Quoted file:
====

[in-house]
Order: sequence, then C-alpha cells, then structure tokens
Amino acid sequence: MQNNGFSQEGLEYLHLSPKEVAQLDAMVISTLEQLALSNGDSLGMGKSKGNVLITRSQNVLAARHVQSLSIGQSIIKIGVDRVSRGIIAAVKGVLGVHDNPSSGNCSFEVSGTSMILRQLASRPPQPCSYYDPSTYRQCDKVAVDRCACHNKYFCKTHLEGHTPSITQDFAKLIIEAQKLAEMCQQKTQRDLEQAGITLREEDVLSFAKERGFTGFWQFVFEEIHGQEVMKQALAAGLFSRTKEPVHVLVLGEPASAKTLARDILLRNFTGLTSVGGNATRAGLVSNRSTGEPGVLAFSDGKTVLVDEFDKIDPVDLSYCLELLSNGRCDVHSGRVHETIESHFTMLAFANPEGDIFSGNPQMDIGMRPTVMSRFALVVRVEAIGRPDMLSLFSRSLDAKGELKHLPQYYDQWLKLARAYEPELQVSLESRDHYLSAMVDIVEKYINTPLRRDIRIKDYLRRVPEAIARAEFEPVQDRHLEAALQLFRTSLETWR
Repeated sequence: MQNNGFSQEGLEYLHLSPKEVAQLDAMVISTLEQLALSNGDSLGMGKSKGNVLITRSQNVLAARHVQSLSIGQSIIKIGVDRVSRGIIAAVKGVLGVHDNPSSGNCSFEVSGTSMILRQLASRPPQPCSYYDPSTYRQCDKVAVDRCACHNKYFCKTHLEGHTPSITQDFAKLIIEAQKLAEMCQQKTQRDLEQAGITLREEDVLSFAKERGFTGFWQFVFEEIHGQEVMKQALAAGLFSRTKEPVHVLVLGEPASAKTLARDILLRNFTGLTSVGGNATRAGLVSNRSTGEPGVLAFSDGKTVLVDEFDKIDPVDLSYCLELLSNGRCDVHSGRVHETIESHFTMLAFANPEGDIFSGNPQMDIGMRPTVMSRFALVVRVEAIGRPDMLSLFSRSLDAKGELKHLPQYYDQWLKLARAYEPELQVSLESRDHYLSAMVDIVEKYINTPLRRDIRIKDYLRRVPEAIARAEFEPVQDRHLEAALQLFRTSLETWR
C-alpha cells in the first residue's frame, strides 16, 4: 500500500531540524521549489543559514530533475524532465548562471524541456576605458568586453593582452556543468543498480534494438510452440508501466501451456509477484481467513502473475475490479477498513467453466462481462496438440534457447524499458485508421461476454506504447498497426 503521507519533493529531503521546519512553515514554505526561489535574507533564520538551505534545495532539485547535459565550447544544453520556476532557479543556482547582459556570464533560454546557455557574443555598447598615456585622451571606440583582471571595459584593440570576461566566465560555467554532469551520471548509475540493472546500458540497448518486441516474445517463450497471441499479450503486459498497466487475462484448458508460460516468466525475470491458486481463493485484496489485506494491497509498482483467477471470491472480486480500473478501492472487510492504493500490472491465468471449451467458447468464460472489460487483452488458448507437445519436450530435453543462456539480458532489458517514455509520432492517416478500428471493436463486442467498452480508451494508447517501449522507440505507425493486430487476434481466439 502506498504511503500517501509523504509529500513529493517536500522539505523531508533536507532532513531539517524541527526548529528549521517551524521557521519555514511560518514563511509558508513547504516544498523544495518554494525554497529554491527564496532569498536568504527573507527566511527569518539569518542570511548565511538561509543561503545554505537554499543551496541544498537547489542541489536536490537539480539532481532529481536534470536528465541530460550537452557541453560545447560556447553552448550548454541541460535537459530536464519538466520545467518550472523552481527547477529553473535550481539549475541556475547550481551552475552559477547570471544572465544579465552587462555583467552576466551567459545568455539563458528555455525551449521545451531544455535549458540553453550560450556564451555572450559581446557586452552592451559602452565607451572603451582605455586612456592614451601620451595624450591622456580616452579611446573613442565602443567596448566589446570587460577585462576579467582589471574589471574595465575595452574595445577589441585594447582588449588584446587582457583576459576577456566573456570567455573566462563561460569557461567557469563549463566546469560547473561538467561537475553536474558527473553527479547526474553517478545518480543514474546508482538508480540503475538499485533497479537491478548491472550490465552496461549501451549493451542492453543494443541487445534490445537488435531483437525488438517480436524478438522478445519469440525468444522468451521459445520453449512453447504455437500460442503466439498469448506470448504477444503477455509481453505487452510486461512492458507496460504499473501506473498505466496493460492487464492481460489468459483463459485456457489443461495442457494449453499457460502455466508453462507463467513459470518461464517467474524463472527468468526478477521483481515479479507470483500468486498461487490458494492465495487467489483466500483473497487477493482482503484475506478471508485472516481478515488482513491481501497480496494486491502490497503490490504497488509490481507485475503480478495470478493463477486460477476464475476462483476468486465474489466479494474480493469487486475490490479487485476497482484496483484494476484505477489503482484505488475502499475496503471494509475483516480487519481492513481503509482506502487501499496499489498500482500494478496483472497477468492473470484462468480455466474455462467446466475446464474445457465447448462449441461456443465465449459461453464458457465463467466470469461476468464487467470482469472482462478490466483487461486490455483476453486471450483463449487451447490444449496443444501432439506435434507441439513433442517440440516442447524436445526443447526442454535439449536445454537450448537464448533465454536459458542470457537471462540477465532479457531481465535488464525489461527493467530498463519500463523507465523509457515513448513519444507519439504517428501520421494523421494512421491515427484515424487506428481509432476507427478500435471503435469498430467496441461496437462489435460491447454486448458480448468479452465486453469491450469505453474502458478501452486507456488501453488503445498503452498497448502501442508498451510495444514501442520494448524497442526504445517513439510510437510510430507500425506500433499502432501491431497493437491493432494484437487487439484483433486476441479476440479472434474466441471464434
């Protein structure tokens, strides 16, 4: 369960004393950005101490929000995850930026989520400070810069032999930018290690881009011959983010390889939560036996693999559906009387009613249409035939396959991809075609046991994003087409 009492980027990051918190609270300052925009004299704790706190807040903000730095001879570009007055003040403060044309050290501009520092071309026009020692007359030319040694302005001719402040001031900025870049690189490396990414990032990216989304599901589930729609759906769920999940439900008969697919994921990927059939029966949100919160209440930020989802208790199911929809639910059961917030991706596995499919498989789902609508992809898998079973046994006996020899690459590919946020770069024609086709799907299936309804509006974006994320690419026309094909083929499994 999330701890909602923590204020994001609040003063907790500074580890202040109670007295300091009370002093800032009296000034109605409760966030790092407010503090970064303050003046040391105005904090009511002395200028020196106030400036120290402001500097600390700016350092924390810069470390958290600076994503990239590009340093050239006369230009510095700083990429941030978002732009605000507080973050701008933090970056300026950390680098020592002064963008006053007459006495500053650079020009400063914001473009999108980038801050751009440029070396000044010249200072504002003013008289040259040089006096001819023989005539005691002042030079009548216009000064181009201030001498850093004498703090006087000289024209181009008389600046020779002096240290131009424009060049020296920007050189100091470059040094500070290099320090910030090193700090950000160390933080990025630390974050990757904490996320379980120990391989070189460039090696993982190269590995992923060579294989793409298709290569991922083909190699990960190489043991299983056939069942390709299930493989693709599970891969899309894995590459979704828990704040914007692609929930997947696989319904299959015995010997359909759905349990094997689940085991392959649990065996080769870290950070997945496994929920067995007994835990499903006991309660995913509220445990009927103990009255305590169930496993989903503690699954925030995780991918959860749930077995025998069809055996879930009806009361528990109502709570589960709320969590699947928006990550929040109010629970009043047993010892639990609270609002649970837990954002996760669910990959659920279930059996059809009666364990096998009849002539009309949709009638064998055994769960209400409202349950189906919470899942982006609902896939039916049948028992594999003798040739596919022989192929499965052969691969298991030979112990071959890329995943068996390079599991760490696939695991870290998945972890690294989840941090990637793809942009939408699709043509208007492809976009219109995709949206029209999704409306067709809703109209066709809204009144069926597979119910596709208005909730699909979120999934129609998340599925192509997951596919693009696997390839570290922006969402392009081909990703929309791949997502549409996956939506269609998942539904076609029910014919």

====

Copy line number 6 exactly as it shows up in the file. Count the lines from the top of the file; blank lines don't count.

């Protein structure tokens, strides 16, 4: 369960004393950005101490929000995850930026989520400070810069032999930018290690881009011959983010390889939560036996693999559906009387009613249409035939396959991809075609046991994003087409 009492980027990051918190609270300052925009004299704790706190807040903000730095001879570009007055003040403060044309050290501009520092071309026009020692007359030319040694302005001719402040001031900025870049690189490396990414990032990216989304599901589930729609759906769920999940439900008969697919994921990927059939029966949100919160209440930020989802208790199911929809639910059961917030991706596995499919498989789902609508992809898998079973046994006996020899690459590919946020770069024609086709799907299936309804509006974006994320690419026309094909083929499994 999330701890909602923590204020994001609040003063907790500074580890202040109670007295300091009370002093800032009296000034109605409760966030790092407010503090970064303050003046040391105005904090009511002395200028020196106030400036120290402001500097600390700016350092924390810069470390958290600076994503990239590009340093050239006369230009510095700083990429941030978002732009605000507080973050701008933090970056300026950390680098020592002064963008006053007459006495500053650079020009400063914001473009999108980038801050751009440029070396000044010249200072504002003013008289040259040089006096001819023989005539005691002042030079009548216009000064181009201030001498850093004498703090006087000289024209181009008389600046020779002096240290131009424009060049020296920007050189100091470059040094500070290099320090910030090193700090950000160390933080990025630390974050990757904490996320379980120990391989070189460039090696993982190269590995992923060579294989793409298709290569991922083909190699990960190489043991299983056939069942390709299930493989693709599970891969899309894995590459979704828990704040914007692609929930997947696989319904299959015995010997359909759905349990094997689940085991392959649990065996080769870290950070997945496994929920067995007994835990499903006991309660995913509220445990009927103990009255305590169930496993989903503690699954925030995780991918959860749930077995025998069809055996879930009806009361528990109502709570589960709320969590699947928006990550929040109010629970009043047993010892639990609270609002649970837990954002996760669910990959659920279930059996059809009666364990096998009849002539009309949709009638064998055994769960209400409202349950189906919470899942982006609902896939039916049948028992594999003798040739596919022989192929499965052969691969298991030979112990071959890329995943068996390079599991760490696939695991870290998945972890690294989840941090990637793809942009939408699709043509208007492809976009219109995709949206029209999704409306067709809703109209066709809204009144069926597979119910596709208005909730699909979120999934129609998340599925192509997951596919693009696997390839570290922006969402392009081909990703929309791949997502549409996956939506269609998942539904076609029910014919």